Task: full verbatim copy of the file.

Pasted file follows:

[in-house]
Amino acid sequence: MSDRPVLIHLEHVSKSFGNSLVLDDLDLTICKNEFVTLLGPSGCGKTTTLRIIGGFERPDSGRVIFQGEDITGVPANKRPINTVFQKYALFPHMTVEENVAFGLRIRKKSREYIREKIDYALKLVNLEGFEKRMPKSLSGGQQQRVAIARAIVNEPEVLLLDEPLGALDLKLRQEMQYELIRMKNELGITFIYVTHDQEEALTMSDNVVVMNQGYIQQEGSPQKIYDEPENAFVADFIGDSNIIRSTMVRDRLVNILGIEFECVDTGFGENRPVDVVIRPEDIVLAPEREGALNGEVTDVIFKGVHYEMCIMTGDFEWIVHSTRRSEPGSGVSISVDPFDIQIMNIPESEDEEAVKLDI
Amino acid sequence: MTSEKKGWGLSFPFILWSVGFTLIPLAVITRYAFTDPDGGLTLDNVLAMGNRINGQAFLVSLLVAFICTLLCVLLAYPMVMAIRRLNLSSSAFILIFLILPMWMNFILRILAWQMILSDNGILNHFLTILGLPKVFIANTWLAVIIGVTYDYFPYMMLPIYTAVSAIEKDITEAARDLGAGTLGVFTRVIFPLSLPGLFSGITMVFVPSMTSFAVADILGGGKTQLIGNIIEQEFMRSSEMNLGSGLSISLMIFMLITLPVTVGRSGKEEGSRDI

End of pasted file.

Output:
[in-house]
Amino acid sequence: MSDRPVLIHLEHVSKSFGNSLVLDDLDLTICKNEFVTLLGPSGCGKTTTLRIIGGFERPDSGRVIFQGEDITGVPANKRPINTVFQKYALFPHMTVEENVAFGLRIRKKSREYIREKIDYALKLVNLEGFEKRMPKSLSGGQQQRVAIARAIVNEPEVLLLDEPLGALDLKLRQEMQYELIRMKNELGITFIYVTHDQEEALTMSDNVVVMNQGYIQQEGSPQKIYDEPENAFVADFIGDSNIIRSTMVRDRLVNILGIEFECVDTGFGENRPVDVVIRPEDIVLAPEREGALNGEVTDVIFKGVHYEMCIMTGDFEWIVHSTRRSEPGSGVSISVDPFDIQIMNIPESEDEEAVKLDI
Amino acid sequence: MTSEKKGWGLSFPFILWSVGFTLIPLAVITRYAFTDPDGGLTLDNVLAMGNRINGQAFLVSLLVAFICTLLCVLLAYPMVMAIRRLNLSSSAFILIFLILPMWMNFILRILAWQMILSDNGILNHFLTILGLPKVFIANTWLAVIIGVTYDYFPYMMLPIYTAVSAIEKDITEAARDLGAGTLGVFTRVIFPLSLPGLFSGITMVFVPSMTSFAVADILGGGKTQLIGNIIEQEFMRSSEMNLGSGLSISLMIFMLITLPVTVGRSGKEEGSRDI